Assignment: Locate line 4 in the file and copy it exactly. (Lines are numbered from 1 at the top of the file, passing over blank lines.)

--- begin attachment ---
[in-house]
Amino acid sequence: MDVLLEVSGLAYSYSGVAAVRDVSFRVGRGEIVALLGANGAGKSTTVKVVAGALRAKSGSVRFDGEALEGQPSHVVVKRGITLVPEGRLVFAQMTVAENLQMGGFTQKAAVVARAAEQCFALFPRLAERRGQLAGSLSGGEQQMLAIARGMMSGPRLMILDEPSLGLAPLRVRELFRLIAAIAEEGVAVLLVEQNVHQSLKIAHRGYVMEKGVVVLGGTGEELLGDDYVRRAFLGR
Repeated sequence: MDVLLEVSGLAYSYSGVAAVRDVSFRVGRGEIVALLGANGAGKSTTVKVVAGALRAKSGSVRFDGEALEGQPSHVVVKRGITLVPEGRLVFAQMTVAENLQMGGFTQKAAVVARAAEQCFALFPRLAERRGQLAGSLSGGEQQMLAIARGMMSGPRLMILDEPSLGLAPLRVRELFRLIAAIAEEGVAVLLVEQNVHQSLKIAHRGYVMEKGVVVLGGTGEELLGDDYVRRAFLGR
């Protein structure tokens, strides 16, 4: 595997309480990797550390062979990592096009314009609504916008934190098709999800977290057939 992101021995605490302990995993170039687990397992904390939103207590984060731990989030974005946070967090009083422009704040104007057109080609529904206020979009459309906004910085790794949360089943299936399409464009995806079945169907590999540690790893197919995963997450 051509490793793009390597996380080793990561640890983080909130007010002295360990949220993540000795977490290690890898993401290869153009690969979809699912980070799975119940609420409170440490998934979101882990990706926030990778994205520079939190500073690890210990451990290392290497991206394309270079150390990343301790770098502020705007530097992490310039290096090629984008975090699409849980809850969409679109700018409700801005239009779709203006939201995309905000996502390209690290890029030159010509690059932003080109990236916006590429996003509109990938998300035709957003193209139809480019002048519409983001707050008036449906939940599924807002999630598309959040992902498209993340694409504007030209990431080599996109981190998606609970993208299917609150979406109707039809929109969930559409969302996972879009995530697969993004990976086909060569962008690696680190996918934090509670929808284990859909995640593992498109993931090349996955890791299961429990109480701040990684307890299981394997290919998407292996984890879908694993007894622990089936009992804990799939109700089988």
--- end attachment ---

């Protein structure tokens, strides 16, 4: 595997309480990797550390062979990592096009314009609504916008934190098709999800977290057939 992101021995605490302990995993170039687990397992904390939103207590984060731990989030974005946070967090009083422009704040104007057109080609529904206020979009459309906004910085790794949360089943299936399409464009995806079945169907590999540690790893197919995963997450 051509490793793009390597996380080793990561640890983080909130007010002295360990949220993540000795977490290690890898993401290869153009690969979809699912980070799975119940609420409170440490998934979101882990990706926030990778994205520079939190500073690890210990451990290392290497991206394309270079150390990343301790770098502020705007530097992490310039290096090629984008975090699409849980809850969409679109700018409700801005239009779709203006939201995309905000996502390209690290890029030159010509690059932003080109990236916006590429996003509109990938998300035709957003193209139809480019002048519409983001707050008036449906939940599924807002999630598309959040992902498209993340694409504007030209990431080599996109981190998606609970993208299917609150979406109707039809929109969930559409969302996972879009995530697969993004990976086909060569962008690696680190996918934090509670929808284990859909995640593992498109993931090349996955890791299961429990109480701040990684307890299981394997290919998407292996984890879908694993007894622990089936009992804990799939109700089988």